Elite Resumes was the name of my first business, one that I am proud of the most. Not because I made sales throughout high school, but because it was the first time I saw a void in the market and filled it. Businesses like Urban Aces Magazine (which featured music and culture articles with paid advertisements), My Modern Office (a virtual assisting business) and Writing Services for All (a copywriting and essay writing business) were but a few endeavors I have started and closed in my lifetime.
When people speak with me, their first assumption is that, at the age of 30, I have no idea what it takes to mold and brand a business. The assumption is that because I haven’t finished an MBA nor have I run a multimillion-dollar business, therefore, I am not in tune with what is needed to succeed. Fortunately for me, their assumptions fall short of the truth.
As I enter the second half of my first year as a full-time entrepreneur, I can’t help but encourage others to do the same. I have become obsessed with being in charge of my day and determining how my time is spent. I am devoted to helping others take the leap of faith and push through their goals with hard work and determination.
My husband, Jaime, has grown over the past year, too.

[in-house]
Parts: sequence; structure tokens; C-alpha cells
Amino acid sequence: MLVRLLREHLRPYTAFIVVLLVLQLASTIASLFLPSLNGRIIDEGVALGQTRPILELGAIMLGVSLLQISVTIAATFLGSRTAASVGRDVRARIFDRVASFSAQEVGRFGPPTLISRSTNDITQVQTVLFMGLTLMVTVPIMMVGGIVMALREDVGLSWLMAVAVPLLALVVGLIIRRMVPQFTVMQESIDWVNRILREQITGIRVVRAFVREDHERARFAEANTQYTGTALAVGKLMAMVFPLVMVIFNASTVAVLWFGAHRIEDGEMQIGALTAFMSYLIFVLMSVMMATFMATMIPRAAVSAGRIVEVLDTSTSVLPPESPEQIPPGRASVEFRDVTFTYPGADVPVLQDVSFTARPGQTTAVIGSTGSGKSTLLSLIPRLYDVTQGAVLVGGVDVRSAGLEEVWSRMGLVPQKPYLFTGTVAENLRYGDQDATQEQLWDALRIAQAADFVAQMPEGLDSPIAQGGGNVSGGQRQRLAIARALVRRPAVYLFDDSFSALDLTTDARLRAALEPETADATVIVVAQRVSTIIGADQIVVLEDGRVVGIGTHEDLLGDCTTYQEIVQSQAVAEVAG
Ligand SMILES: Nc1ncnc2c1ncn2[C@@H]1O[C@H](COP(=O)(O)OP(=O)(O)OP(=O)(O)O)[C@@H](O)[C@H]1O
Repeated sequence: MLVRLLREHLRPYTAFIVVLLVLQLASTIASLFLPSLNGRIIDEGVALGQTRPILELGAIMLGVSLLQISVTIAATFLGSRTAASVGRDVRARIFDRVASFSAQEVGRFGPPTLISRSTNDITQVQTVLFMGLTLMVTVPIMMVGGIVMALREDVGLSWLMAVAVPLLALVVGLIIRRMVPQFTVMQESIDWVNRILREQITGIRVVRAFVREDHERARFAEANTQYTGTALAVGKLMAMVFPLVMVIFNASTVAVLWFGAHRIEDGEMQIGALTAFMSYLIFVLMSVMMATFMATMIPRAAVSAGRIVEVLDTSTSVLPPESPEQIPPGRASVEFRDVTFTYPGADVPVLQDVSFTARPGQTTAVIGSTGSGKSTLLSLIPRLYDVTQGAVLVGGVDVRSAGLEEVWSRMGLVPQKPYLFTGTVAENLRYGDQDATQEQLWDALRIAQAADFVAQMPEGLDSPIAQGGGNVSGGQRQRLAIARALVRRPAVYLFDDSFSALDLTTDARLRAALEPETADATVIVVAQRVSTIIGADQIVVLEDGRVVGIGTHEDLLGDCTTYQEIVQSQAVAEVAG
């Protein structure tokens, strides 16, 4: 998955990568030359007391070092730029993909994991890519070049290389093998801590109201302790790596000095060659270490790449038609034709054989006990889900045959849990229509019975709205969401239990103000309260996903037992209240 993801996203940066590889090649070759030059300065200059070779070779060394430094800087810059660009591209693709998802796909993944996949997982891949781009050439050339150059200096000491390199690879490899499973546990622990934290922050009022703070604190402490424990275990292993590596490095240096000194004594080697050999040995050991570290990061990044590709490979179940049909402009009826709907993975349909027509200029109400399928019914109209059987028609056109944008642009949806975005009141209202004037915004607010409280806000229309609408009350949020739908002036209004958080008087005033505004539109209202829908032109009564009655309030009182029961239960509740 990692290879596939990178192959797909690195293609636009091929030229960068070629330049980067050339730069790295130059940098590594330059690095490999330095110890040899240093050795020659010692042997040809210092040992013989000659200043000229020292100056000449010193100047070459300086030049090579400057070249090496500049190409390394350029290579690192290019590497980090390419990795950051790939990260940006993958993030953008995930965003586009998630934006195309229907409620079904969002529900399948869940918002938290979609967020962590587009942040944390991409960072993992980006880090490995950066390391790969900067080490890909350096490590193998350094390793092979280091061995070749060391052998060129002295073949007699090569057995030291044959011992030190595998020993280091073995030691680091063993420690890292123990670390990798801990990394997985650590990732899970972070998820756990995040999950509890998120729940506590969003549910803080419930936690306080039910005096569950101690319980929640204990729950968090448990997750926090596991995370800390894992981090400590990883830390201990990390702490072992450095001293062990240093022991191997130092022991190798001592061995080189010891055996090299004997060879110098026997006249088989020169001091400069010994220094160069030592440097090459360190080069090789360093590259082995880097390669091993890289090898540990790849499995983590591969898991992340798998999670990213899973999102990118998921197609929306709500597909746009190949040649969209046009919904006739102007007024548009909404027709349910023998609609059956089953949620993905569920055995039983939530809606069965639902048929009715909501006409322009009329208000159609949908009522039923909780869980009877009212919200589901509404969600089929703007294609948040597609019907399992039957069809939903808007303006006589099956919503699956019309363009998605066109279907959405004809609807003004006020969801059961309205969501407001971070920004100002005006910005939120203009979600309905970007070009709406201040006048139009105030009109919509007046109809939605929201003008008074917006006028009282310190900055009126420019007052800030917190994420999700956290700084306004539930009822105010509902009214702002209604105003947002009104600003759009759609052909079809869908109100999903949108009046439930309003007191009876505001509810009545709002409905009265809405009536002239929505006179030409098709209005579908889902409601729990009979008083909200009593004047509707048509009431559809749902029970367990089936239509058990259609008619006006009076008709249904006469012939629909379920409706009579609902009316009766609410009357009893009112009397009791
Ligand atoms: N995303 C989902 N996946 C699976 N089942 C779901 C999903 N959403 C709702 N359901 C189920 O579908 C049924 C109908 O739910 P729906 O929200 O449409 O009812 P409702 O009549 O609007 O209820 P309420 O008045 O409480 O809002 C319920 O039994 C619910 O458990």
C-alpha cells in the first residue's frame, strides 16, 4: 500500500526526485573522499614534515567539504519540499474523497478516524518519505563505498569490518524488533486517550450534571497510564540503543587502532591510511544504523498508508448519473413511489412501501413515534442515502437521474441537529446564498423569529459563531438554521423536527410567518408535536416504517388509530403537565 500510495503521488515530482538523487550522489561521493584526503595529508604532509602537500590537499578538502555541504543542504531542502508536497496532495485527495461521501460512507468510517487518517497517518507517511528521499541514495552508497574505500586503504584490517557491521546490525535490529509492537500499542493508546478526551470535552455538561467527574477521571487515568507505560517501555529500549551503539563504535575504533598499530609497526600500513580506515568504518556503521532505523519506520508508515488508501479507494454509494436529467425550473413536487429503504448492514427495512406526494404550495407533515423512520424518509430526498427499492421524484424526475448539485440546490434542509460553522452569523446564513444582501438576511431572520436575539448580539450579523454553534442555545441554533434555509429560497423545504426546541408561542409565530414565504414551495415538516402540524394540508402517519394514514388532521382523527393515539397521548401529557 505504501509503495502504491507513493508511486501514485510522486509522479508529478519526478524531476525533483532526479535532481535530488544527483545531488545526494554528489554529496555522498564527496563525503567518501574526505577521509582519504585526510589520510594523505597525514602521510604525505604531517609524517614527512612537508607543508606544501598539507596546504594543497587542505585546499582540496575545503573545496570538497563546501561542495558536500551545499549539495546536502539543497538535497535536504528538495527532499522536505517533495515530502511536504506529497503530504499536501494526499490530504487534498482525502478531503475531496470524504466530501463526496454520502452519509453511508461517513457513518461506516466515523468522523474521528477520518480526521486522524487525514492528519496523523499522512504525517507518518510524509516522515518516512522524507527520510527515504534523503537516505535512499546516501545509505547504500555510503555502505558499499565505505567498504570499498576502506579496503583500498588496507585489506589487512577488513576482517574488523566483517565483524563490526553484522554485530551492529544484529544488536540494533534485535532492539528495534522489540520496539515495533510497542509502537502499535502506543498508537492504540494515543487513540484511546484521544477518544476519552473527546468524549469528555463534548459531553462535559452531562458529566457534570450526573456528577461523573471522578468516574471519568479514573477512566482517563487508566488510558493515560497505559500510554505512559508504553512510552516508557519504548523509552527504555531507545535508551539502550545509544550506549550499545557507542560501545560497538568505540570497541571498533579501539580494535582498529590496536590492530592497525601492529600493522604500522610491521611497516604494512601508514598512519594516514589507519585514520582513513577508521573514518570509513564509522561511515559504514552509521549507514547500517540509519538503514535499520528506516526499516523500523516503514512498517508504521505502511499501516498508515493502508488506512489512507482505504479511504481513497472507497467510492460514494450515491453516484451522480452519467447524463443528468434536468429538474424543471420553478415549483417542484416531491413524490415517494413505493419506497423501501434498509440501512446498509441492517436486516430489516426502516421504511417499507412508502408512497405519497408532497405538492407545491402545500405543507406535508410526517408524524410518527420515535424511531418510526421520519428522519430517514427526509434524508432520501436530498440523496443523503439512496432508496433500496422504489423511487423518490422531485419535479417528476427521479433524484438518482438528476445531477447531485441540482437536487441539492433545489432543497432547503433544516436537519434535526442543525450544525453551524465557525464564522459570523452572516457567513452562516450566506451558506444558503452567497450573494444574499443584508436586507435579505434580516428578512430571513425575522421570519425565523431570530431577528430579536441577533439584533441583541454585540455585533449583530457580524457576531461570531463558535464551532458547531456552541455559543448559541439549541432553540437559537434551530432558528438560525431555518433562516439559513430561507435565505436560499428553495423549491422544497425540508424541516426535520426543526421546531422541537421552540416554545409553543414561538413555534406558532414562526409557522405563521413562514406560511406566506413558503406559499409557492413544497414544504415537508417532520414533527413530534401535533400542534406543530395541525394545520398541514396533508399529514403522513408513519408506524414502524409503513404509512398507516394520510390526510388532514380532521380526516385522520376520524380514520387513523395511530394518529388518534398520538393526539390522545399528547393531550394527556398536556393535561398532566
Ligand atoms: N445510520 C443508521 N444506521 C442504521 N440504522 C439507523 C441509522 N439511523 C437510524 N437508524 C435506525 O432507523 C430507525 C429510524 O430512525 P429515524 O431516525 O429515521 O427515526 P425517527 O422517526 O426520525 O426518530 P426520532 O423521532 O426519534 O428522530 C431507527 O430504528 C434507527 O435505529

His love — and talent — for photography has always been there, but now that he’s breaking out of his shell and getting out of his own way, he is receiving a great deal of community support and interest in his work. Full-time entrepreneurship hasn’t been on his radar, but with each successful side project — like photographing Worcester Bravehearts games — he can see more value there than at his 9-to-5.
Now he has embarked on a two-year plan to leave his regular job, giving himself the time needed to set up his photography business and lay the foundation for his exit strategy from his current job.
Like many, Jaime fears the unknown. He fears the plunge into the dark abyss and the uncertainty of the future. But with great talent comes the inevitable, and in time Jaime will see his talents are good enough to stand on their own. He will wake up and realize that fear is what motivates us to continue pounding the pavement.
His love for Worcester and his affair with entrepreneurship has led to many opportunities. He has displayed his work at the Worcester Memorial Auditorium and has started taking photos for corporations, events, weddings and anything else that comes his way to help him make his two-year plan come to life.
With entrepreneurship in the air, we have partnered with Running Start Coworking to start a series of interactive and creative networking events to boost inclusiveness within the large population of freelancers, artists and small business owners. Our first Social Media Insiders meetup will be Nov. 17.
Breaking out of your comfort zone is never easy, but once you feel the empowerment of autonomy and freedom, it is difficult to turn back into a worker bee. Entrepreneurs are a constant inspiration for me and devoting my time away from The Hub to help build the dreams of others, is nothing but second nature to me.
Follow Giselle’s inspiring story from the beginning: